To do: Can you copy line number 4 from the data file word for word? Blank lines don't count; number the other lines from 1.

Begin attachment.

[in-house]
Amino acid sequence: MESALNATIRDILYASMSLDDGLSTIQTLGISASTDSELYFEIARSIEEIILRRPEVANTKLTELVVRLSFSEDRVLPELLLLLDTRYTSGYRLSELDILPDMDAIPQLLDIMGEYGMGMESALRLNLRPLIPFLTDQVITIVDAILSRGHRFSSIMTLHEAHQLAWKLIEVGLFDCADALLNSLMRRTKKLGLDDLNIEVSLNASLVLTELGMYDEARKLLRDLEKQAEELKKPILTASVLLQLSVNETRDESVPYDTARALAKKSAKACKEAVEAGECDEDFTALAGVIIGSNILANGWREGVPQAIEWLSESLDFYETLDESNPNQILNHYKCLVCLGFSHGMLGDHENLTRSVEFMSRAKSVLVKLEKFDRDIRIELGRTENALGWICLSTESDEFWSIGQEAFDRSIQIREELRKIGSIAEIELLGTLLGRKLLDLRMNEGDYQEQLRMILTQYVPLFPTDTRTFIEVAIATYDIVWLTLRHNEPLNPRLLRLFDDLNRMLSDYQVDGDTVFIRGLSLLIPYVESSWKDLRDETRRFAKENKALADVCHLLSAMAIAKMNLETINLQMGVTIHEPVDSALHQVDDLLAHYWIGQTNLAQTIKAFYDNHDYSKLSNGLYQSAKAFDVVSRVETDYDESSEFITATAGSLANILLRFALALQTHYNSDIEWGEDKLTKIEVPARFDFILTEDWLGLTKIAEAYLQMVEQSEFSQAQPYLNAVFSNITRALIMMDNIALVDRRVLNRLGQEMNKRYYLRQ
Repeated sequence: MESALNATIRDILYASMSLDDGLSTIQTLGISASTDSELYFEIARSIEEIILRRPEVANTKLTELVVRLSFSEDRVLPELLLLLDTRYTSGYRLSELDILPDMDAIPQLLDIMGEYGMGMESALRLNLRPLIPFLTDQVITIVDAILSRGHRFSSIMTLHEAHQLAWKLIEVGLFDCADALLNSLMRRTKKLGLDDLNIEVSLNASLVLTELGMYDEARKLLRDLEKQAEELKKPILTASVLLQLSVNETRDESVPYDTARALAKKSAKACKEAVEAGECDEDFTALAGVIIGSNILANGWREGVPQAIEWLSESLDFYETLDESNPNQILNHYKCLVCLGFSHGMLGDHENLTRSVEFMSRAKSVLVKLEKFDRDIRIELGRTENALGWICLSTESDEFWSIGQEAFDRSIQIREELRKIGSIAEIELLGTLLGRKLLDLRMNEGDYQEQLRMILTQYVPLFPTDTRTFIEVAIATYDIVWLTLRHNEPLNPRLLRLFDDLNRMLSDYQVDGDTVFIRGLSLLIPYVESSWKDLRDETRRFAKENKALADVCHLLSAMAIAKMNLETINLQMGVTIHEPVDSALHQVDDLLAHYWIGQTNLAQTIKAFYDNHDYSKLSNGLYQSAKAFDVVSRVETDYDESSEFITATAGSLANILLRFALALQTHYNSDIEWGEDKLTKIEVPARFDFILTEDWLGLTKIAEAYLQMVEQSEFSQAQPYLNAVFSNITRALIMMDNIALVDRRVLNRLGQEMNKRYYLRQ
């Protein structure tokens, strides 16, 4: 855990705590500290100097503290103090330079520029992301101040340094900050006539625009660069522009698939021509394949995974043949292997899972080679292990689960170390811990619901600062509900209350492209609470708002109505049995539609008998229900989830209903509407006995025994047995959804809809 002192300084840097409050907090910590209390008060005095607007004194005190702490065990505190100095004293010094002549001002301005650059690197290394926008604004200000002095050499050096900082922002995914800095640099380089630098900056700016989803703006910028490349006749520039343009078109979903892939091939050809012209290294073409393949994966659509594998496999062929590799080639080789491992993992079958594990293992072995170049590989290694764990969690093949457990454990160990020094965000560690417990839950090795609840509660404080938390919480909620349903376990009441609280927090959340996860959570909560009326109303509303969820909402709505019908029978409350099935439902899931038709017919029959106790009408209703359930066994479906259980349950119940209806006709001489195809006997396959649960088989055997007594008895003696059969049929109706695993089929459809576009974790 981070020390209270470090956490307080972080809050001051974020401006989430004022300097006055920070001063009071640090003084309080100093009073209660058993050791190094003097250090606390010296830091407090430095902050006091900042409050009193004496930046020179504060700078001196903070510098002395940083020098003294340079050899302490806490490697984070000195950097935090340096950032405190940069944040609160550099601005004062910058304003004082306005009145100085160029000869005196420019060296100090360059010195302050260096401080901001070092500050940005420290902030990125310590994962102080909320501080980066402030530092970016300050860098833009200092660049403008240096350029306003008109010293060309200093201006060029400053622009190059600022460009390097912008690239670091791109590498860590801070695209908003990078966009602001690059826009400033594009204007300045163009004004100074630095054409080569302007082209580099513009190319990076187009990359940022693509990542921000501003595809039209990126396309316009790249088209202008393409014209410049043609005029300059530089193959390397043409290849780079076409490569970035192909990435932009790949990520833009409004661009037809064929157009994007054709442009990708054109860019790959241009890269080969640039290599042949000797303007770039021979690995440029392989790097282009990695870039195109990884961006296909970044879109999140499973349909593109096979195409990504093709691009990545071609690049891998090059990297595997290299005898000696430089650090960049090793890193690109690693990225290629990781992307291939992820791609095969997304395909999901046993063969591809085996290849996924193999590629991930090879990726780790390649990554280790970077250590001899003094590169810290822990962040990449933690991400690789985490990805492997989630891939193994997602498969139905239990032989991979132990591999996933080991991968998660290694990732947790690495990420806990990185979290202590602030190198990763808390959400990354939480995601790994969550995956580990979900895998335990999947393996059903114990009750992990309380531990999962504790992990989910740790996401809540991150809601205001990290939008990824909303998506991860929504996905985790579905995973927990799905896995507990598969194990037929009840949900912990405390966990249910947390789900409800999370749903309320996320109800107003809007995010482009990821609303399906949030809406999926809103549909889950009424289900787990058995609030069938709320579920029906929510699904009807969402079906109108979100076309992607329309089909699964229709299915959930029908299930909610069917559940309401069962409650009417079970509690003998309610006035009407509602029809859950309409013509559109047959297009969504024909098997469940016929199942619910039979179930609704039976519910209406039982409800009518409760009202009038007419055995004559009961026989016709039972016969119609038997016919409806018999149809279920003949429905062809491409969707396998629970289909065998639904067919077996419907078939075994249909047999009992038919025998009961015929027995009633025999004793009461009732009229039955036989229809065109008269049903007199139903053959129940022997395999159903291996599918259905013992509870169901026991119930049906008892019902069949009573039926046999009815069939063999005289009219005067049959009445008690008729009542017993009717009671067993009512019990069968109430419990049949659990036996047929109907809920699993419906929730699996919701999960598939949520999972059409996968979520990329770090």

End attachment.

């Protein structure tokens, strides 16, 4: 855990705590500290100097503290103090330079520029992301101040340094900050006539625009660069522009698939021509394949995974043949292997899972080679292990689960170390811990619901600062509900209350492209609470708002109505049995539609008998229900989830209903509407006995025994047995959804809809 002192300084840097409050907090910590209390008060005095607007004194005190702490065990505190100095004293010094002549001002301005650059690197290394926008604004200000002095050499050096900082922002995914800095640099380089630098900056700016989803703006910028490349006749520039343009078109979903892939091939050809012209290294073409393949994966659509594998496999062929590799080639080789491992993992079958594990293992072995170049590989290694764990969690093949457990454990160990020094965000560690417990839950090795609840509660404080938390919480909620349903376990009441609280927090959340996860959570909560009326109303509303969820909402709505019908029978409350099935439902899931038709017919029959106790009408209703359930066994479906259980349950119940209806006709001489195809006997396959649960088989055997007594008895003696059969049929109706695993089929459809576009974790 981070020390209270470090956490307080972080809050001051974020401006989430004022300097006055920070001063009071640090003084309080100093009073209660058993050791190094003097250090606390010296830091407090430095902050006091900042409050009193004496930046020179504060700078001196903070510098002395940083020098003294340079050899302490806490490697984070000195950097935090340096950032405190940069944040609160550099601005004062910058304003004082306005009145100085160029000869005196420019060296100090360059010195302050260096401080901001070092500050940005420290902030990125310590994962102080909320501080980066402030530092970016300050860098833009200092660049403008240096350029306003008109010293060309200093201006060029400053622009190059600022460009390097912008690239670091791109590498860590801070695209908003990078966009602001690059826009400033594009204007300045163009004004100074630095054409080569302007082209580099513009190319990076187009990359940022693509990542921000501003595809039209990126396309316009790249088209202008393409014209410049043609005029300059530089193959390397043409290849780079076409490569970035192909990435932009790949990520833009409004661009037809064929157009994007054709442009990708054109860019790959241009890269080969640039290599042949000797303007770039021979690995440029392989790097282009990695870039195109990884961006296909970044879109999140499973349909593109096979195409990504093709691009990545071609690049891998090059990297595997290299005898000696430089650090960049090793890193690109690693990225290629990781992307291939992820791609095969997304395909999901046993063969591809085996290849996924193999590629991930090879990726780790390649990554280790970077250590001899003094590169810290822990962040990449933690991400690789985490990805492997989630891939193994997602498969139905239990032989991979132990591999996933080991991968998660290694990732947790690495990420806990990185979290202590602030190198990763808390959400990354939480995601790994969550995956580990979900895998335990999947393996059903114990009750992990309380531990999962504790992990989910740790996401809540991150809601205001990290939008990824909303998506991860929504996905985790579905995973927990799905896995507990598969194990037929009840949900912990405390966990249910947390789900409800999370749903309320996320109800107003809007995010482009990821609303399906949030809406999926809103549909889950009424289900787990058995609030069938709320579920029906929510699904009807969402079906109108979100076309992607329309089909699964229709299915959930029908299930909610069917559940309401069962409650009417079970509690003998309610006035009407509602029809859950309409013509559109047959297009969504024909098997469940016929199942619910039979179930609704039976519910209406039982409800009518409760009202009038007419055995004559009961026989016709039972016969119609038997016919409806018999149809279920003949429905062809491409969707396998629970289909065998639904067919077996419907078939075994249909047999009992038919025998009961015929027995009633025999004793009461009732009229039955036989229809065109008269049903007199139903053959129940022997395999159903291996599918259905013992509870169901026991119930049906008892019902069949009573039926046999009815069939063999005289009219005067049959009445008690008729009542017993009717009671067993009512019990069968109430419990049949659990036996047929109907809920699993419906929730699996919701999960598939949520999972059409996968979520990329770090």